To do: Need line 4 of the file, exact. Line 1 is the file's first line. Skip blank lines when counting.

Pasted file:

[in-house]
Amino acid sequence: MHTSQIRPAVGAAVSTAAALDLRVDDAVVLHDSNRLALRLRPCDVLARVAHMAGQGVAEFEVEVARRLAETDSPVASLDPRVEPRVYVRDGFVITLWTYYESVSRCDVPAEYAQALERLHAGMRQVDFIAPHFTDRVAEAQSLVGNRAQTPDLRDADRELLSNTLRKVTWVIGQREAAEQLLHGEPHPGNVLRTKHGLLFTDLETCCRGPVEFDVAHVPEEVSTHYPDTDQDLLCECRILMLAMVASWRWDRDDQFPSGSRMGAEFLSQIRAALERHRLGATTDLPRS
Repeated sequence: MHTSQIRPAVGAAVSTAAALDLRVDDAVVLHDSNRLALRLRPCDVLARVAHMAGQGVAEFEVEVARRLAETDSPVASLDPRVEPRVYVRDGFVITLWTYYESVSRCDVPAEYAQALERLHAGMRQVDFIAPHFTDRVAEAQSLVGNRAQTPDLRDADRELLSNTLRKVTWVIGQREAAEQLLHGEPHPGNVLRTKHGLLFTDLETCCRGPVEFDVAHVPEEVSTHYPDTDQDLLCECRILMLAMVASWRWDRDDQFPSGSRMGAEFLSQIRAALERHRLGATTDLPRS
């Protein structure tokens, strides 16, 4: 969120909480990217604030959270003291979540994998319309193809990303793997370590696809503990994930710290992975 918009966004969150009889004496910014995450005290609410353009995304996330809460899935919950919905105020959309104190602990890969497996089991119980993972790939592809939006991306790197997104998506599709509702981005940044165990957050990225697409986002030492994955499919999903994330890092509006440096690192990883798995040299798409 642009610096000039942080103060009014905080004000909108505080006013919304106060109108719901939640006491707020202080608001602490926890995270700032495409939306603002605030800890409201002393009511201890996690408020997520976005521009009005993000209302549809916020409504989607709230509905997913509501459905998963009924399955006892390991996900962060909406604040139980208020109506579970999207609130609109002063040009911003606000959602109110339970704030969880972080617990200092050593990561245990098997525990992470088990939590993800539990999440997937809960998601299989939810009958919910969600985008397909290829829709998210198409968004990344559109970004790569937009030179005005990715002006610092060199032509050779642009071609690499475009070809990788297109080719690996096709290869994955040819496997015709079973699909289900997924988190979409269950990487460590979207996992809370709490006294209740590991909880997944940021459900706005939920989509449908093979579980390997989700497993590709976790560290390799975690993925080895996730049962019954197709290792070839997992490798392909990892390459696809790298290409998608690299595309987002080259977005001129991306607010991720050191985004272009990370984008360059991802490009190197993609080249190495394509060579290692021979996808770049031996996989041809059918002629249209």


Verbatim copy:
């Protein structure tokens, strides 16, 4: 969120909480990217604030959270003291979540994998319309193809990303793997370590696809503990994930710290992975 918009966004969150009889004496910014995450005290609410353009995304996330809460899935919950919905105020959309104190602990890969497996089991119980993972790939592809939006991306790197997104998506599709509702981005940044165990957050990225697409986002030492994955499919999903994330890092509006440096690192990883798995040299798409 642009610096000039942080103060009014905080004000909108505080006013919304106060109108719901939640006491707020202080608001602490926890995270700032495409939306603002605030800890409201002393009511201890996690408020997520976005521009009005993000209302549809916020409504989607709230509905997913509501459905998963009924399955006892390991996900962060909406604040139980208020109506579970999207609130609109002063040009911003606000959602109110339970704030969880972080617990200092050593990561245990098997525990992470088990939590993800539990999440997937809960998601299989939810009958919910969600985008397909290829829709998210198409968004990344559109970004790569937009030179005005990715002006610092060199032509050779642009071609690499475009070809990788297109080719690996096709290869994955040819496997015709079973699909289900997924988190979409269950990487460590979207996992809370709490006294209740590991909880997944940021459900706005939920989509449908093979579980390997989700497993590709976790560290390799975690993925080895996730049962019954197709290792070839997992490798392909990892390459696809790298290409998608690299595309987002080259977005001129991306607010991720050191985004272009990370984008360059991802490009190197993609080249190495394509060579290692021979996808770049031996996989041809059918002629249209």